I think the systems for suing people in most countries are broken, might help if they fixed that first, could help.

It does also seem to be an issue of what culture you're from, there's less lawsuits in Britain than America, for instance and there's different rules about said lawsuits as well.

Just my thoughts here, though.

Sartan0:
This is a case where having a good lawyer review a contract before you sign it is worth avoiding the later (much higher) legal fees or worse losing your creations.

Ounce of prevention pound of cure situation. Educating new and small developers about this would help a great deal. As Shamus says: ( I am paraphrasing) this is the system we have. There are ways to make it work better for you.

You're missing the point. This isn't about them being screwed by a bad contract. This is when people have perfectly reasonable contracts, don't break them, and the big company sues them anyway. The big company should lose from a legal perspective, the only reason they don't is because they have so much money they can get the legal battle to drag on long enough for the small guys to go bankrupt.

That's a pretty big eye-opener for me... I never thought about it that way and it's a comparative disgrace that the judicial system has this glaring flaw yet cannot patch it up. We could always create new legislation prohibiting these sort of actions by big publishers.

Hexenwolf:

Sartan0:
This is a case where having a good lawyer review a contract before you sign it is worth avoiding the later (much higher) legal fees or worse losing your creations.

Ounce of prevention pound of cure situation. Educating new and small developers about this would help a great deal. As Shamus says: ( I am paraphrasing) this is the system we have. There are ways to make it work better for you.

You're missing the point. This isn't about them being screwed by a bad contract. This is when people have perfectly reasonable contracts, don't break them, and the big company sues them anyway. The big company should lose from a legal perspective, the only reason they don't is because they have so much money they can get the legal battle to drag on long enough for the small guys to go bankrupt.

That is a danger yes but some of this is not reading the contract. It makes it easier for the bigger company. Why make it easier for them? One possible solution is to get smaller companies to pool some of their resources to use when one of them is picked on.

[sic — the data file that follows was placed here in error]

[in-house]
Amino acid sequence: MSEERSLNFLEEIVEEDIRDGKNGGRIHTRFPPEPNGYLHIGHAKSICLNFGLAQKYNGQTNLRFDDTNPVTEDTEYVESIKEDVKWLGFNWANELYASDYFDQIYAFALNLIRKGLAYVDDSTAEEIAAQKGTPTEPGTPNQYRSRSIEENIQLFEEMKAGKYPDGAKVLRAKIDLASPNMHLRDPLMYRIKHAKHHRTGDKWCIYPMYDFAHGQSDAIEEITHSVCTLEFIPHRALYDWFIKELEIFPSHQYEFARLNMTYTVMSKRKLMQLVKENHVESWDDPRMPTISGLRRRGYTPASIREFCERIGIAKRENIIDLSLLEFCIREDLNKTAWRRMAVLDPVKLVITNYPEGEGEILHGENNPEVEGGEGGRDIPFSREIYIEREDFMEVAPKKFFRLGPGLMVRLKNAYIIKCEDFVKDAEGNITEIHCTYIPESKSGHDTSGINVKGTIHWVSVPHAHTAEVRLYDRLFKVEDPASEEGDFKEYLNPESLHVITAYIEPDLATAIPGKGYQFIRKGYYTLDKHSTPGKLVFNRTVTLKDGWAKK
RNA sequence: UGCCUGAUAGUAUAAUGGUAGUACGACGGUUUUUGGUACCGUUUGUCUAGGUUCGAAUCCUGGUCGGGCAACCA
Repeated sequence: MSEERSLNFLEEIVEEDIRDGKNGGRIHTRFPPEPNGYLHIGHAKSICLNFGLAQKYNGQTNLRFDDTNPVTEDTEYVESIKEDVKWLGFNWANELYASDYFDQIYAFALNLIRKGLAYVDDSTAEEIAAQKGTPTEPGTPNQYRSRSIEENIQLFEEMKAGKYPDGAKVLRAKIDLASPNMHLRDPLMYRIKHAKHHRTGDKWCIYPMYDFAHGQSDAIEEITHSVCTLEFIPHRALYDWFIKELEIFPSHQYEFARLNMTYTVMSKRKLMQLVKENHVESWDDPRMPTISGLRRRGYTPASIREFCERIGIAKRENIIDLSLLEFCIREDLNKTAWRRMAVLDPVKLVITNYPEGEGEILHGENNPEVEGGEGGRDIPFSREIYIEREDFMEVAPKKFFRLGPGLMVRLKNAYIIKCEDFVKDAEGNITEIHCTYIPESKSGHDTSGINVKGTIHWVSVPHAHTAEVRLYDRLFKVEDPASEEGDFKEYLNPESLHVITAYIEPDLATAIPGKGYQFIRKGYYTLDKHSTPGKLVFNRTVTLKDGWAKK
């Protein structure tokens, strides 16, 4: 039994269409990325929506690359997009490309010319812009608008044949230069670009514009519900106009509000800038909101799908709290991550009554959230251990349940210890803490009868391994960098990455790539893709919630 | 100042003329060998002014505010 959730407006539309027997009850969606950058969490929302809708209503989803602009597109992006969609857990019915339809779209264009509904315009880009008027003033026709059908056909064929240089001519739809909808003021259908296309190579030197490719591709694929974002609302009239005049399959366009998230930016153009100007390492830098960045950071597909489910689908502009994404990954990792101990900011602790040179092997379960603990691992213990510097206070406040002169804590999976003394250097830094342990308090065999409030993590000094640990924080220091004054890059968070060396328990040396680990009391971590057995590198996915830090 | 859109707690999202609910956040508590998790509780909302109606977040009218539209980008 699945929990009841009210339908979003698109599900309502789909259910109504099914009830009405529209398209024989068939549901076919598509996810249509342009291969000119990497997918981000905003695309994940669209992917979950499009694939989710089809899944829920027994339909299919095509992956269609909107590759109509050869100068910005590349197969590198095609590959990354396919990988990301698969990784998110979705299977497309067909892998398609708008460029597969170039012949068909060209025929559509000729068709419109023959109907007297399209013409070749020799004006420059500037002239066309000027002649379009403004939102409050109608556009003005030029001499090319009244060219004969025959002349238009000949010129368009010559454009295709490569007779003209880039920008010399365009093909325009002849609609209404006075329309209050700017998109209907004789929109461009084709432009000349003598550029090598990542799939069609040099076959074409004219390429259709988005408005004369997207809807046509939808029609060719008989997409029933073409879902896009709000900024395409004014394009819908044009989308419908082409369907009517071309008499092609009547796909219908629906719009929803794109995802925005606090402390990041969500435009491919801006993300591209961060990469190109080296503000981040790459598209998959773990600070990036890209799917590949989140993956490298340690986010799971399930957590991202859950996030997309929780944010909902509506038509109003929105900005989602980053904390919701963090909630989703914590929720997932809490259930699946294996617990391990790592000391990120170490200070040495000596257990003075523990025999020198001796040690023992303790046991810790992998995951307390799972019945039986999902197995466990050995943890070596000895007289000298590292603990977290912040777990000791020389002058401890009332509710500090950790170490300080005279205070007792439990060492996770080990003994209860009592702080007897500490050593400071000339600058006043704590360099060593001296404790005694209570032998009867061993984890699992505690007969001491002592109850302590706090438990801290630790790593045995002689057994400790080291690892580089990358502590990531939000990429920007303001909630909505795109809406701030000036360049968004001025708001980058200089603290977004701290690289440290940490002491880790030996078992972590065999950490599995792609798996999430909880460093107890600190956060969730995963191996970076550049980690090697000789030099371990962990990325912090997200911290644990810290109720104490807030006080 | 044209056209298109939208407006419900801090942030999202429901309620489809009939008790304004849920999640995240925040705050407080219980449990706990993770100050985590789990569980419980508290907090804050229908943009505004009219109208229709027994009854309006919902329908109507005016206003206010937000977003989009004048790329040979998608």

Pugiron:
thepi, my point was that you do not need a lawyer if you are going into the fight with nothing to lose.

You mean like your house? Your family?

You have a *LOT* to prove to a judge if you want to act as your own attorney. Many judges simply will not allow it, and will declare a mistrial, before allowing you to tank your case and lose everything you own.

Sartan0:

Hexenwolf:

Sartan0:
This is a case where having a good lawyer review a contract before you sign it is worth avoiding the later (much higher) legal fees or worse losing your creations.

Ounce of prevention pound of cure situation. Educating new and small developers about this would help a great deal. As Shamus says: ( I am paraphrasing) this is the system we have. There are ways to make it work better for you.

You're missing the point. This isn't about them being screwed by a bad contract. This is when people have perfectly reasonable contracts, don't break them, and the big company sues them anyway. The big company should lose from a legal perspective, the only reason they don't is because they have so much money they can get the legal battle to drag on long enough for the small guys to go bankrupt.

That is a danger yes but some of this is not reading the contract. It makes it easier for the bigger company. Why make it easier for them? One possible solution is to get smaller companies to pool some of their resources to use when one of them is picked on.

So, do you REALLY think that these companies don't have lawyers reviewing contracts before they sign? Respawn (nee IW) is certainly going to review their future contracts, but I *guarantee* that they will encounter the same type of dispute. The issue is that the contracts were read, deemed fair, and adhered to. Then the companies were railroaded by lawyers who make more in a month than they make in a year.

Hopeless Bastard:

Shamus Young:
I wasn't saying that the system couldn't be improved or that we should just accept it, I was more warning against the kind of kneejerk changes people want to make when they hear stories like this.

"Oh they should just make it so that big companies have to pay some crazy tax if they want to sue a little company."

Stuff like that. I guess I shouldn't have said you "couldn't" fix it, just that it's harder than it seems at first glance.

Well, a simple fix would be to place a soft cap on what corporations can spend in legal fees to sue other corporations. Say, ASSHOLE inc. can't spend more than 25% of VICTIM llc.'s net worth in legal fees. Something like this premise exists somewhere else, I just can't remember where, so its not a completely new precedent. Then any attempt to circumvent this cap is already a crime (faux pro bono, falsified billings, etc), meaning it would be an incredibly simple matter to expose once the case goes to trial, and every lawyer involved would be close to instantly disbarred.

But, of course, that brings us to a way the system is actually corrupt. There is no way in hell such a law would ever get passed. Literally every law firm in existence would suspend all other operations to fight in every way possible anything resembling a cap on allowable legal spending. Any and every remaining private land containing one or more trees would be clear-cut (at the owner's profit) and all the old paper mills would have to be reopened just to keep up with the amount of shit that would be filed. The whole of washington DC would be buried under an ocean of paper. Not even mentioning lobbyists.